We knew the day would come.
It was pretty evident when we woke up and saw the poop on the floor. Roscoe, our 10 year old pug, couldn’t walk normally. His back end was drooping. He couldn’t jump up on the bed like he used to. He was lethargic and sleepy all the time.
We debated back and forth on whether it was humane to continue having him live in the condition he’s in. I hated do it, but what could we do? He was breaking down physically.
Finally, we decided it was time.
Tomorrow, we’ll be taking Roscoe to the vet for the final time. We’ll be euthanizing him to take away his pain and suffering. We’ve had him for 7 years, rescuing him and his mother, Sienna, from another family who couldn’t take care of them.
Our first weekend with Roscoe was pretty funny. He was never neutered and needed it. He seemed to be humping Sienna all over the place. Once the procedure took place, he settled down, but not before sneaking his behavior when he though we weren’t looking.
Roscoe had an energetic personality when he wanted to. Coming home from work, Roscoe made it a habit to jump up and kiss you on the face. He also had a mean streak…when he wanted to. When he looked at you, he’d give you the evil eye. But when you asked the question, “Can I have a kiss?”, he’d give you one with a lick on the side of his mouth.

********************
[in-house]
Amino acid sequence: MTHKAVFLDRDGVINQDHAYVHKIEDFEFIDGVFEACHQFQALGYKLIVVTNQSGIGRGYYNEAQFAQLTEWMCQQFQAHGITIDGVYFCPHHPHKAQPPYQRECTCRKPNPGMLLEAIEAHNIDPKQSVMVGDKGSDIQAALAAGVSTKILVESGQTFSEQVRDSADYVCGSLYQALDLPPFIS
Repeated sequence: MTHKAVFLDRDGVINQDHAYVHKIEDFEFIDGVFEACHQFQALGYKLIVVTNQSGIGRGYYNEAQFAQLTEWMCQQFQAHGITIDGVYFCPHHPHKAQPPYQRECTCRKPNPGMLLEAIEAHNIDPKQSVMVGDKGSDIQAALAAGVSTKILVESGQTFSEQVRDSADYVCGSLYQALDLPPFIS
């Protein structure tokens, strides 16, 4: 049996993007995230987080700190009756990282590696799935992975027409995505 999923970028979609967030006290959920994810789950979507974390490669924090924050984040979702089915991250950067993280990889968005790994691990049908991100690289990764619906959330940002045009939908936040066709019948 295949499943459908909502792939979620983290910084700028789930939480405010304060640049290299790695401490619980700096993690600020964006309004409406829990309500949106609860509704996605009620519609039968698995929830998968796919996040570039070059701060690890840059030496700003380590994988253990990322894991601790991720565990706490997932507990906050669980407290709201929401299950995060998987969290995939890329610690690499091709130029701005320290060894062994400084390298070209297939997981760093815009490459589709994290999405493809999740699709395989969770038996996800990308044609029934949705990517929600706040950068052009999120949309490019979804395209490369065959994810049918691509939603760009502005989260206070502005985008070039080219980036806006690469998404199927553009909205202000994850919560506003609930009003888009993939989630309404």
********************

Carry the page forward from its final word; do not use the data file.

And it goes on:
Roscoe could talk, too. I’m not sure how he did that. We were calling Sienna in from being outside and all the sudden, Roscoe would howl at the top of his lungs.
See the video below!
Roscoe and Sienna are inseparable. It’s hard to see them away from each other. Even more harder is trying to find a way to deal without Roscoe after tomorrow.
I know this. Roscoe will be in a much better place tomorrow. It’s time for him to become whole, to become anew, to become the dog that was described on the “Rainbow Bridge”. Where there are meadows and hills for him to run and play together. He’ll have plenty of food, water and sunshine. He’ll be warm and comfortable in his new area. He’ll be restored to health, happy and content, waiting for the day we’ll meet again on that “Rainbow Bridge”.
I will miss your comfort, your kisses and your howl. I’ll miss your walks and mischief. But most of all, I’ll miss your companionship.
I’ll never forget you, Roscoe.